PRESENTING a LOVELY Limited Edition Etching, namely, “The Souk” Limited Edition Etching by Azoulay Guillaume.
From 1982 the etching is numbered and signed in pencil.
It is numbered 101/300.
By renowned contemporary Moroccan Artist, Azoulay Guillaume, the etching features a classic Moroccan scene of a ‘souk’.
Framed and under glass.
Guillaume Azoulay was born in Casablanca, Morocco in 1949. Since age thirteen, Azoulay’s thirst for adventure has taken him to many parts of the world, earning his way by painting and performing as an actor.
Azoulay met his wife Charmine Seal, noted Welsh ballerina, in Israel, and in 1976 they arrived in the United States. In this short time span, Azoulay has worked to establish himself as an American etcher.
In 1983, Azoulay was chosen to create the official Kentucky Derby Festival Poster. He was challenged by the thought of creating image that combined his love of horses with the excitement of the world’s greatest horse races. His latest series of etchings are intended to capture the spirit and vitality of racing’s most important competitions: Kentucky Derby, Preakness, and the Belmont.
Included in the artist’s achievements are the acceptance of seven of his works in the permanent collection of the Musee Du Louvre (Cabinet Des Dessins). His work is in the private collections of President Ronald Reagan, His Majesty King Hassan II of Morocco, President Francois Mitterand of France and the late President Sadat of Egypt. Several works by Azoulay are in the Nelson Rockefeller Collection.
An early critique of Azoulay’s said of him that he is “a young man whose varied and prolific work lets us predict a very bright future.” (Mr. Daniel Serrulaz Chief Curator Musee Du Louvre, 1978)
Rome Biennale, Rome, Italy 1965
Cassa Panca Gallery, Sardinia, Italy 1969
Huset Gallery, Copenhagen, Denmark 1970
Gallerie Orphee II, Paris, France 1973
Centre Culturel Juif, Paris, France 1975
Cassidy Gallery, Albuquerque, New Mexico 1978
Galerie La Fenetre, Houston, Texas 1978
Wash’Art, Washington, D.C. 1978, 1979, 1980, 1981
American Design, New Orleans, Louisiana 1979
Lake Gallery, Tahoe City, California 1979,1980
Union Art Gallery, San Francisco, California 1979
Fallen Leaf Gallery, Reno, Nevada 1979, 1980
Gallery One, Denver, Colorado 1979
Richard Mann Gallery, Los Angeles, California 1979
Prints 800, Los Angeles, California 1980
Towne Plaza Gallery, Beverly Hills, California 1981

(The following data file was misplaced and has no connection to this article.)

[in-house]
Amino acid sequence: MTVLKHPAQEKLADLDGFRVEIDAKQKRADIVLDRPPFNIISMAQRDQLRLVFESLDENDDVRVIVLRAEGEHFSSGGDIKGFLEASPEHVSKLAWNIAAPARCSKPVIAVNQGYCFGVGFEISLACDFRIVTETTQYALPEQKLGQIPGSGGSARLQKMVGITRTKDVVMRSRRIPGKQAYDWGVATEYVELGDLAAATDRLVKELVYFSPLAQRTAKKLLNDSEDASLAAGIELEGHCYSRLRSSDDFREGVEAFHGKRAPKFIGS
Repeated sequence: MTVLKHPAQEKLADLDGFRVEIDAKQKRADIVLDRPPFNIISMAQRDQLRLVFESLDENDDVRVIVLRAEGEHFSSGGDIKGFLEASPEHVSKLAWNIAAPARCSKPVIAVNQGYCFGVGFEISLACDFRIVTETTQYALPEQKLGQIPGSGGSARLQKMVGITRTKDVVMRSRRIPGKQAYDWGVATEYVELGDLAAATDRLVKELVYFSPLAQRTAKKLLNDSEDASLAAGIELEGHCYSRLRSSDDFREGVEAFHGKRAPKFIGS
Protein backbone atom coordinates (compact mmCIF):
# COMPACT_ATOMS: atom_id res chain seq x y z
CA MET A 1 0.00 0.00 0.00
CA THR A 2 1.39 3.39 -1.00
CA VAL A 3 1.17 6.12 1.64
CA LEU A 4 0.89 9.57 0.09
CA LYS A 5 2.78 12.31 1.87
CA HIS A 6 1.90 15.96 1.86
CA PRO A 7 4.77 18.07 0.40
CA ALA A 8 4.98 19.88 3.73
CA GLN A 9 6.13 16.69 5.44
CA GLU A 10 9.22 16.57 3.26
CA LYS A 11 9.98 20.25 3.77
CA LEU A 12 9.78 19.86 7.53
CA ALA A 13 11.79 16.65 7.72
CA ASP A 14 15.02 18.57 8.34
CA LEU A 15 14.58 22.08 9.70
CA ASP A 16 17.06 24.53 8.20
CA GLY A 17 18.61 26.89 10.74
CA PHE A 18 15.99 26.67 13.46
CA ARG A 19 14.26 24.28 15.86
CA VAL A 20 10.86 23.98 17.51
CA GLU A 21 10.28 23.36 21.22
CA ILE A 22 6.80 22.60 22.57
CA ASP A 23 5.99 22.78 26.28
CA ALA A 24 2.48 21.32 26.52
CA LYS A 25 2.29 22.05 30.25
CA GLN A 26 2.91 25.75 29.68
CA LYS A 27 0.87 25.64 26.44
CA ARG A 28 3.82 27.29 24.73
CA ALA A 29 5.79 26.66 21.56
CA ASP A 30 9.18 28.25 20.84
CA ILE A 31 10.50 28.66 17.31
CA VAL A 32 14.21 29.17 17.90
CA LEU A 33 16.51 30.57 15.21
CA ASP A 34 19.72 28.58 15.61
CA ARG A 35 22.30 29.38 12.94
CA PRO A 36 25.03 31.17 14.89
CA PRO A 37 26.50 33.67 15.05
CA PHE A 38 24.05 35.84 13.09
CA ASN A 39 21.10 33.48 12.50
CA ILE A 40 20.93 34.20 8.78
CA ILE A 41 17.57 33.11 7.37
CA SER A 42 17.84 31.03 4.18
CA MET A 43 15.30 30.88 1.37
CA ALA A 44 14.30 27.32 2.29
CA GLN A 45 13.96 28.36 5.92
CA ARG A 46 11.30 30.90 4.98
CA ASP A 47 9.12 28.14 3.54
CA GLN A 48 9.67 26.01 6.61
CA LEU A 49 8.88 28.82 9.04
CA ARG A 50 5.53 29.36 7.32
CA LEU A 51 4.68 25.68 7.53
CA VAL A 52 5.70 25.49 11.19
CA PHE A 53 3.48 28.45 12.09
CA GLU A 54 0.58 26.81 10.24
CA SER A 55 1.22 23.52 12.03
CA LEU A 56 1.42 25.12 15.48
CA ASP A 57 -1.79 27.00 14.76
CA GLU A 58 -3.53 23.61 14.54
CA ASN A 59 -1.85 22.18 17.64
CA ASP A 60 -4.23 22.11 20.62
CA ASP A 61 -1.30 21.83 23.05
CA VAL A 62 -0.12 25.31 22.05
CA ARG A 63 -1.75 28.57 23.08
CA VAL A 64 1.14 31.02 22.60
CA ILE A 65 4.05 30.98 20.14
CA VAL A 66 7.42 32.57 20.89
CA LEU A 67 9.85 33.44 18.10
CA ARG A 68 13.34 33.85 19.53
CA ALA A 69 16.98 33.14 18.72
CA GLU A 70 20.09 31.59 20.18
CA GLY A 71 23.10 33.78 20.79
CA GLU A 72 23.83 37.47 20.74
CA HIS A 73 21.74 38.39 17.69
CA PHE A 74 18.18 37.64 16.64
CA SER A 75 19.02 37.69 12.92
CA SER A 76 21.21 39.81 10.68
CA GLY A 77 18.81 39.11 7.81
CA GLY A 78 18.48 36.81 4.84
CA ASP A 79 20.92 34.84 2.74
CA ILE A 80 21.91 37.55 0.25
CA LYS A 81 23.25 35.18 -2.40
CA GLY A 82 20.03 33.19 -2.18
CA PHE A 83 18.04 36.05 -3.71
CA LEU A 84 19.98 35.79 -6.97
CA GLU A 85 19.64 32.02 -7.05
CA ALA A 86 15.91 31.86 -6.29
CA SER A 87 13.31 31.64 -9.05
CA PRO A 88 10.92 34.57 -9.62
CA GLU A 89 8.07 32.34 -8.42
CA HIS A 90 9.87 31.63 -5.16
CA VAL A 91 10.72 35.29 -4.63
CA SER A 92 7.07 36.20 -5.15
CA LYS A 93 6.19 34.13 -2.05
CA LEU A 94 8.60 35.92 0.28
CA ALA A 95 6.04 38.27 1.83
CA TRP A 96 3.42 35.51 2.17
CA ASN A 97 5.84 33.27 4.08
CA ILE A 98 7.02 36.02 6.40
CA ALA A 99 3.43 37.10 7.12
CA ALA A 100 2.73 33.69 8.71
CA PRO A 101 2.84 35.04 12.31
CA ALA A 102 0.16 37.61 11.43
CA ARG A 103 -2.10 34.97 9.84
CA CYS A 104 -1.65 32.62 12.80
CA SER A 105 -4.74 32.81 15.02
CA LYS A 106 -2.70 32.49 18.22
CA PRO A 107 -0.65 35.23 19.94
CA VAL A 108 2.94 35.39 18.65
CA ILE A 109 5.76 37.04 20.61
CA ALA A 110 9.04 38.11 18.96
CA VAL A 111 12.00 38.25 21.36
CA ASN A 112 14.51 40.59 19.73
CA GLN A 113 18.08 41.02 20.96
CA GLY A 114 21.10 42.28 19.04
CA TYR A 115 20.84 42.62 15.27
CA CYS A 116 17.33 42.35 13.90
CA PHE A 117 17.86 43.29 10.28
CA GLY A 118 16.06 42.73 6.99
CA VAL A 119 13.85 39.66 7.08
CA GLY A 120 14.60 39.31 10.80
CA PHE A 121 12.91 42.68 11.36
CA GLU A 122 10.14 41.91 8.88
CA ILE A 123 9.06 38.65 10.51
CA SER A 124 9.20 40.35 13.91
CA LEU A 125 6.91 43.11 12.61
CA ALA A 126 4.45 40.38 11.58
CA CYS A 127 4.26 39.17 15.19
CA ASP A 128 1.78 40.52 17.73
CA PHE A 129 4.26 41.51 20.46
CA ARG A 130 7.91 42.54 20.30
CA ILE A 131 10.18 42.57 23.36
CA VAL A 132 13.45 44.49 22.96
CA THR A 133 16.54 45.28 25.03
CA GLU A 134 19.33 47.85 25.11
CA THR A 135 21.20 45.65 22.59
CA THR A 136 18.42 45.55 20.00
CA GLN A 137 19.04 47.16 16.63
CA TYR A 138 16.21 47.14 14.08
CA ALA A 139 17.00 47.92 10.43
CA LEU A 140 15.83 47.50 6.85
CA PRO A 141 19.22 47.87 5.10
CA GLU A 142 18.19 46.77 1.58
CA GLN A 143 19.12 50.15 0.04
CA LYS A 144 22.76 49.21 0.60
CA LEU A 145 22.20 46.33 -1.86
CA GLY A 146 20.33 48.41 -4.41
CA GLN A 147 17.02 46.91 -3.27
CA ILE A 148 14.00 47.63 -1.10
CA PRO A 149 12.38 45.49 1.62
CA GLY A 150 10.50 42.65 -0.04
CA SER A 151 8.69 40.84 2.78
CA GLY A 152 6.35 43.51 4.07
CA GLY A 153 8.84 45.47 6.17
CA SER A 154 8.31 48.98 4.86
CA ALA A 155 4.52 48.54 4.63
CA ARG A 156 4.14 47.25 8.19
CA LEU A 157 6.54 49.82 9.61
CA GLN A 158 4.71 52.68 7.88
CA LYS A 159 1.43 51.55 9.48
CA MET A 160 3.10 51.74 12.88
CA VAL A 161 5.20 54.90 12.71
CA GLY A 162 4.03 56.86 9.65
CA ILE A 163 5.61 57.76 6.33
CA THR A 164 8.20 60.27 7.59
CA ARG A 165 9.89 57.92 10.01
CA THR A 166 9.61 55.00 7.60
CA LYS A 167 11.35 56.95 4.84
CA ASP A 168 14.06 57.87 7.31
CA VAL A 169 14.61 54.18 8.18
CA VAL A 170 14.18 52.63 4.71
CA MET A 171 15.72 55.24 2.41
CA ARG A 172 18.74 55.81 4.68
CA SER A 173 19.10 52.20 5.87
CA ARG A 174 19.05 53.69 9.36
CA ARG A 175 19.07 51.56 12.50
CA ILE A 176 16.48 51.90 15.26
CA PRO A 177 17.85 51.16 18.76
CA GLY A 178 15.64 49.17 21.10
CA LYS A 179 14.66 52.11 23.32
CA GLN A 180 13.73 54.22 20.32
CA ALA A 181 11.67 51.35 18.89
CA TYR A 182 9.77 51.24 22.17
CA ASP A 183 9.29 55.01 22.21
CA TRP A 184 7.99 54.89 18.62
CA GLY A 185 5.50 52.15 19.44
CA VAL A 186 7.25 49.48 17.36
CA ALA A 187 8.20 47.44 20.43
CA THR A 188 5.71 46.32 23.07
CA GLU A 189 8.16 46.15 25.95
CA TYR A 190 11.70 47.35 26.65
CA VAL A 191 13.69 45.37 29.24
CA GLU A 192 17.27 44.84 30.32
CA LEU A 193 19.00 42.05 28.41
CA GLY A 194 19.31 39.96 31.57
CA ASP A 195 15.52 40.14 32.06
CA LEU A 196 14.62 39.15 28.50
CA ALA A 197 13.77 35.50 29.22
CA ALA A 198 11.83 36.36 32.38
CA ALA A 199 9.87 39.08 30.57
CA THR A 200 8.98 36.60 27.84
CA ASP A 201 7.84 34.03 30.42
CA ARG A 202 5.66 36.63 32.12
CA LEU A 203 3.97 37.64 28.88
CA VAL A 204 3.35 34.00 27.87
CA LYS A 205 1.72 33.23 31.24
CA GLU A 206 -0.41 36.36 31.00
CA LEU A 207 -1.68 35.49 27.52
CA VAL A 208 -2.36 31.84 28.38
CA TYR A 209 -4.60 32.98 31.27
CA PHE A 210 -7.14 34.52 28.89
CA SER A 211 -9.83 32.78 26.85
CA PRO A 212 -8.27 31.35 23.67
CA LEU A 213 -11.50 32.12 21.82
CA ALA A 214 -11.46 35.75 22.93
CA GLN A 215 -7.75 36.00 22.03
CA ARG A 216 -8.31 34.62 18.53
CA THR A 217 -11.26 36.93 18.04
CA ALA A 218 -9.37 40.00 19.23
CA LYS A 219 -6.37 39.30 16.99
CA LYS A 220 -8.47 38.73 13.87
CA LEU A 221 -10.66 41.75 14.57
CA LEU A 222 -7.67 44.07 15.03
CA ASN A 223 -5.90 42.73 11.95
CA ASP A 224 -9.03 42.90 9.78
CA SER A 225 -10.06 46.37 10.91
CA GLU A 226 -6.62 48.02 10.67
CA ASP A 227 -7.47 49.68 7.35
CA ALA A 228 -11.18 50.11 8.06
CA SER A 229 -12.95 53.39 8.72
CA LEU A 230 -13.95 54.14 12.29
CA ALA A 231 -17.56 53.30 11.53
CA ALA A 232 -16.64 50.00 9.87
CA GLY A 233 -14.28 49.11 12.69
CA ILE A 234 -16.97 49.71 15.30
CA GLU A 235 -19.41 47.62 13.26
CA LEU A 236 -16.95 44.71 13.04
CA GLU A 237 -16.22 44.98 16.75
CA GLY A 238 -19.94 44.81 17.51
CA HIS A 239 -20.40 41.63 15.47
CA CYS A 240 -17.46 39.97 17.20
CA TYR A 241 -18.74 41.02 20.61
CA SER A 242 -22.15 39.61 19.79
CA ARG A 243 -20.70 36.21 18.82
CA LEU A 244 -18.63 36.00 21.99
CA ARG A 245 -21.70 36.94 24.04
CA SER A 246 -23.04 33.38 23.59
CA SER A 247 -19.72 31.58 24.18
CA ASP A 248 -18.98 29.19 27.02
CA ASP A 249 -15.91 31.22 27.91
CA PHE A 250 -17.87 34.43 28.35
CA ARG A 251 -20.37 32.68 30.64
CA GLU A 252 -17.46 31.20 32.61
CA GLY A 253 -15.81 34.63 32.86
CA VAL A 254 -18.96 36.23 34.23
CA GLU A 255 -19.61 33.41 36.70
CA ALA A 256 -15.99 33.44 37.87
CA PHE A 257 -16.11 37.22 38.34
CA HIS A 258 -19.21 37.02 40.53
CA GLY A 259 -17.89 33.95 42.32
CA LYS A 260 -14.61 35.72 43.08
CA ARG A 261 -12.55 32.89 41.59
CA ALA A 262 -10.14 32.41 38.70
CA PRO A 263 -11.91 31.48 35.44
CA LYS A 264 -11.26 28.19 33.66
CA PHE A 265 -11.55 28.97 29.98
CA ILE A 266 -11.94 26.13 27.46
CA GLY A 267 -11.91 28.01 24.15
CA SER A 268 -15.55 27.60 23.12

Towne Plaza Gallery, Mission Viejo, California 1981
New York Art Show, New York, New York 1981
Art Expo West, Los Angeles, California 1981
Hanson Galleries, New Orleans, Louisiana 1981
Gallery One, Cherry Creek, Denver, Colorado 1981,1983
John Miller Gallery, Carmel, California 1981
Art Expo, San Francisco, California 1981
Martha White Gallery, Louisville, Kentucky 1983
A bazaar or souk, is a permanently enclosed marketplace or street where goods and services are exchanged or sold.
The term bazaar originates from the Persian word bāzār. The term bazaar is sometimes also used to refer to the “network of merchants, bankers and craftsmen” who work in that area. Although the word “bazaar” is of Persian origin, its use has spread and now has been accepted into the vernacular in countries around the world.
The term souk (Arabic: سوق suq, Hebrew: שוק shuq, Syriac: ܫܘܩܐ shuqa, Armenian: շուկա shuka, Spanish: zoco, also spelled souq, shuk, shooq, soq, esouk, succ, suk, sooq, suq, soek) is used in Western Asian, North African and some Horn African cities (Amharic: ሱቅ sooq).
Evidence for the existence of bazaars or souks dates to around 3,000 BCE. Although the lack of archaeological evidence has limited detailed studies of the evolution of bazaars, indications suggest that they initially developed outside city walls where they were often associated with servicing the needs of caravanserai. As towns and cities became more populous, these bazaars moved into the city center and developed in a linear pattern along streets stretching from one city gate to another gate on the opposite side of the city. Souks became covered walkways. Over time, these bazaars formed a network of trading centres which allowed for the exchange of produce and information. The rise of large bazaars and stock trading centres in the Muslim world allowed the creation of new capitals and eventually new empires. New and wealthy cities such as Isfahan, Golconda, Samarkand, Cairo, Baghdad and Timbuktu were founded along trade routes and bazaars. Street markets are the European and North American equivalents.
In the 18th and 19th centuries, Western interest in Oriental culture led to the publication of many books about daily life in Middle Eastern countries. Souks, bazaars and the trappings of trade feature prominently in paintings and engravings, works of fiction and travel writing.
Shopping at a bazaar or market-place remains a central feature of daily life in many Middle-Eastern and South Asian cities and towns and the bazaar remains the “beating heart” of West Asian and South Asian life; in the Middle East, souks tend to be found in a city’s medina (old quarter). Bazaars and souks are often important tourist attractions. A number of bazaar districts have been listed as World Heritage sites due to their historical and/or architectural significance.
The Souk Limited Edition Etching by Azoulay Guillaume
Provenance: From the Private Collection of a Former Manhattan Art Dealer.
Dimensions: The Frame is 33 inches tall, 25.25 inches wide and 1 inch deep.